Earlier that same afternoon, as Sandy raced home from an early shift, to pack and race again to catch a flight out of Atlanta, a myriad of thoughts whirled through her mind. At the forefront was her son’s soul. She cried. She prayed. She veered through traffic. She stormed heaven.
God, who was already cradling our boy, prompted Sandy, through the chaos, to play her worship CD. He always seems to speak to her through music. Her finger touched play and the disc responded with the song, “Amazing Grace, My Chains Are Gone.”
Meanwhile, I’m sitting at the dining room table, waiting for Sandy to get home and I’m crying out for my son’s soul at the exact same time. I’m thinking the next day-to-two-days is crucial, so I’m praying that God will intervene. I honestly was thinking this will be Graham’s ‘wake-up call’, that he’ll somehow survive, and I’m asking God to run ahead and use it to redeem him from his broken path.
And turn his heart toward home.
Little did I know he was already there.
Once upon a time I’d been given a word for Graham: “as long as you’re looking for a way out instead of the way HOME, you’ll always remain a prodigal.”
Recalling that truth, I prayed this scary turn of events would turn our prodigal son home.
So I prayed. And, just as Sandy was prompted to push play to hear from heaven for herself, the Father of mercies niggled at me to open the Bible app on my ipad and read the “verse of the day.” And this is what it was:
You forgave the iniquity of your people;
you covered all their sin.
You withdrew all your wrath;
you turned from your hot anger.
Maybe my theology is askew here, maybe my imagination is running awry, but you’ll be hard-pressed to convince me otherwise of what I believe my son’s dying moments were like in the realm of the Spirit.
I believe the adversary – satan – was fully convinced Graham Scott Mitchell would be his. As our baby man was expiring in that back seat, the accuser was posturing for his claim, talons snicked, breath hot and visage contorted with hellish glee. He had won. He was sure of it.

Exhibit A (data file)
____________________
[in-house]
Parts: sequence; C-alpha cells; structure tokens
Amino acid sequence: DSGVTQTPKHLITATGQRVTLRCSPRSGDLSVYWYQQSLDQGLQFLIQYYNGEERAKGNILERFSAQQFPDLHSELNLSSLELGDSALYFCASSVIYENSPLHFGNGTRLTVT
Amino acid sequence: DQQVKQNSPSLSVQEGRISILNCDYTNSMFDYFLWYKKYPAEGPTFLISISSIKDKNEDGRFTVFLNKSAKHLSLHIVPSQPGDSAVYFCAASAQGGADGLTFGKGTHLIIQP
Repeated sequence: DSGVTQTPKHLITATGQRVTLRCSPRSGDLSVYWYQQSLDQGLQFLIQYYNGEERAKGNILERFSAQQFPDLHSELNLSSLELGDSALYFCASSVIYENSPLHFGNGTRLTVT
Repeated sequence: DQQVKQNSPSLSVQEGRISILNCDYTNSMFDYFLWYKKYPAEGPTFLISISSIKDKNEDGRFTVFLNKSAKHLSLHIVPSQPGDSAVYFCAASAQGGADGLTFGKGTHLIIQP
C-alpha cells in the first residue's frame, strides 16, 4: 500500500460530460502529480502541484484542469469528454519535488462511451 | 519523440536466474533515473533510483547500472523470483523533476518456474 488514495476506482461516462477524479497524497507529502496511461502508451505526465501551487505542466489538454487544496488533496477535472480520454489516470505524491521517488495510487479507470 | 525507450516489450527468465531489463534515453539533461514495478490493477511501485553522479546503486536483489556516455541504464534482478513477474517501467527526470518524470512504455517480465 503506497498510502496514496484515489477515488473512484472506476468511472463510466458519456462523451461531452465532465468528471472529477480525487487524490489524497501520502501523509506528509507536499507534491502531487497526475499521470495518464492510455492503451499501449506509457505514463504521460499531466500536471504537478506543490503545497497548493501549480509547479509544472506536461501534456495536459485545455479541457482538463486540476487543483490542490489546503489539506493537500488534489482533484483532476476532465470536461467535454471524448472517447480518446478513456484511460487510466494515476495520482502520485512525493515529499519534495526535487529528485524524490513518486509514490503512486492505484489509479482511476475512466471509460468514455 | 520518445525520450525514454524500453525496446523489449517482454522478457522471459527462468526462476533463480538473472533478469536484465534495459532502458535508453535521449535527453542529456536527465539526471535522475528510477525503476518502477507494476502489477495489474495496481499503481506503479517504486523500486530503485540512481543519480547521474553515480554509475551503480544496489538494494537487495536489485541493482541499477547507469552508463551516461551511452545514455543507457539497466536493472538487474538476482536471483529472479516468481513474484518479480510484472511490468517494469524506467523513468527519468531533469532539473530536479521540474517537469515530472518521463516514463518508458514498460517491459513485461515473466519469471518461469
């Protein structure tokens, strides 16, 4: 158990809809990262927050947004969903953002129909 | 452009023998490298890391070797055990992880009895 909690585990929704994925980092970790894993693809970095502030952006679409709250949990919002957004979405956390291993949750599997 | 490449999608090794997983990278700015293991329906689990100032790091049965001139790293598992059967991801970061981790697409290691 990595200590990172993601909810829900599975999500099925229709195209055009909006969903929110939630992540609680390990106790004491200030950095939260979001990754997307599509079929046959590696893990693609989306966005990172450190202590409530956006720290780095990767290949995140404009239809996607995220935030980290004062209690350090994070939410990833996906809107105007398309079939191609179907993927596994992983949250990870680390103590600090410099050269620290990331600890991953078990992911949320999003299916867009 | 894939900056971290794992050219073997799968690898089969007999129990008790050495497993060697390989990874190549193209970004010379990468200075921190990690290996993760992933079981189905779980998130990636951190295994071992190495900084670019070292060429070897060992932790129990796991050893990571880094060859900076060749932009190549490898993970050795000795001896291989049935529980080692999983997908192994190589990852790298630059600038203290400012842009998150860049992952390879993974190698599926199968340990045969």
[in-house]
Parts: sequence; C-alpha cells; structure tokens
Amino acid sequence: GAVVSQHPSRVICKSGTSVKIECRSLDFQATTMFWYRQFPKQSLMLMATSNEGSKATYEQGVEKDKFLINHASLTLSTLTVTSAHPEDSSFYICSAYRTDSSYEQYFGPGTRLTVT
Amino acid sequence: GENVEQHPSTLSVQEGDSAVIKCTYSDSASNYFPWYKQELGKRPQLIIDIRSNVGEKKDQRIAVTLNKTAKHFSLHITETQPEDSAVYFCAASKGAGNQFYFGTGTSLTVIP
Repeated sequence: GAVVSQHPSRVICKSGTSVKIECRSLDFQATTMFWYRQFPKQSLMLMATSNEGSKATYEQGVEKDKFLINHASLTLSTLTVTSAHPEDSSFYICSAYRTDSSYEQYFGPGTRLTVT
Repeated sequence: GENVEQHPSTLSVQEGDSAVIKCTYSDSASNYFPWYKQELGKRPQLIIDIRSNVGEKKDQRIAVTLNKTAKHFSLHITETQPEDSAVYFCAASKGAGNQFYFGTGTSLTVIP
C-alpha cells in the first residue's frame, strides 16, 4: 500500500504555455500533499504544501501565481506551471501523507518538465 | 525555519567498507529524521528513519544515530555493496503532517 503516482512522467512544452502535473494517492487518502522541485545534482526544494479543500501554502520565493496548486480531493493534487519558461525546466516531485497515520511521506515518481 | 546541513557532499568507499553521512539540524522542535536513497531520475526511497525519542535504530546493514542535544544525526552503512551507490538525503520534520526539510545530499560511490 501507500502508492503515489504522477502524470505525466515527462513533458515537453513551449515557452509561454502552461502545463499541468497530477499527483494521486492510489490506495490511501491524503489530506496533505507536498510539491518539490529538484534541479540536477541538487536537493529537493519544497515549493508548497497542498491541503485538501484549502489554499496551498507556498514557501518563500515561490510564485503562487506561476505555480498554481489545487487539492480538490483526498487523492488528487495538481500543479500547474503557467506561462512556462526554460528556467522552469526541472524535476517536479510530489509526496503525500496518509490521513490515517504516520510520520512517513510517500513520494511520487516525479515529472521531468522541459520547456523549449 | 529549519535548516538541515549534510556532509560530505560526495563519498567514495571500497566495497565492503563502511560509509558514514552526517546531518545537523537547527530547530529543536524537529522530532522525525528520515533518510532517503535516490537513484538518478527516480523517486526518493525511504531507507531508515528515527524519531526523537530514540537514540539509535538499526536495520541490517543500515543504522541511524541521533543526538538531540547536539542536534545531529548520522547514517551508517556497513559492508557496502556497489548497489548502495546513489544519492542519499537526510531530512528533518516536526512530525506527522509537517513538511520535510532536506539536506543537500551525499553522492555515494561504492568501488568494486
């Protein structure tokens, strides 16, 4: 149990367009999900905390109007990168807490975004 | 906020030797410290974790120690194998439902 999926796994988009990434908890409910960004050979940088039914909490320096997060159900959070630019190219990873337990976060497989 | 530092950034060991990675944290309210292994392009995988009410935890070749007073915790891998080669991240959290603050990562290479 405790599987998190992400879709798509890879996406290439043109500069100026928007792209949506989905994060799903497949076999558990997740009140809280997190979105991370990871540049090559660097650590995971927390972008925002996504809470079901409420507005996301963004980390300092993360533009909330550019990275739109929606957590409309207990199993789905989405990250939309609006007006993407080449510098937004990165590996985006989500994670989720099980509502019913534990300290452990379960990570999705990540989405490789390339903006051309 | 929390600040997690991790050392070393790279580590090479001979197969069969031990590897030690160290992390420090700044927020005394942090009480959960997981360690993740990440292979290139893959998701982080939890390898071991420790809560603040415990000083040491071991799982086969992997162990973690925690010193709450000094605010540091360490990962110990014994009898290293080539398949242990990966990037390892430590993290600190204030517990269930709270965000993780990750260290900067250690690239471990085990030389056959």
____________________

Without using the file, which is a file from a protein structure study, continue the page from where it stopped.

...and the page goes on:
But in those last milliseconds, as our son’s breathing slowed to a final heave, a Voice thundered in the heavenlies. As his last gasp pushed through the natural realm and into the unseen, I can almost hear what the Almighty commanded as He dispatched His guardian escorts:
Among those who know me I mention Rahab and Babylon;
behold, Philistia and Tyre, with Cush —
“This one was born there,” they say.
And of Zion it shall be said,
“This one and that one were born in her”;
for the Most High himself will establish her.
The Lord records as he registers the peoples,
“This one was born there.”
The great deceiver was himself deceived in the end.
Dear reader, if you’ve journeyed with me in these few posts, you’ll agree that these truths buttress and serve as soluble bookends to our boy’s life and are our unarguable and unchanging testaments to this God-story:
The LORD gave…miraculously
The LORD has taken away…mercifully
Thank you, merciful God, for setting Your affection on Graham, and seeing him Home before the darkness swallowed him up. I know You ran to meet him, because You never disowned him, and that’s how You treat Your own. Thank you for letting us have those very last words with our boy: “I’m so glad your mine” (Sandy) and “I’m so proud of you” (Me). Now he’s safe, he’s gleaming and he’s free.
Amazing Grace, his chains are…GONE.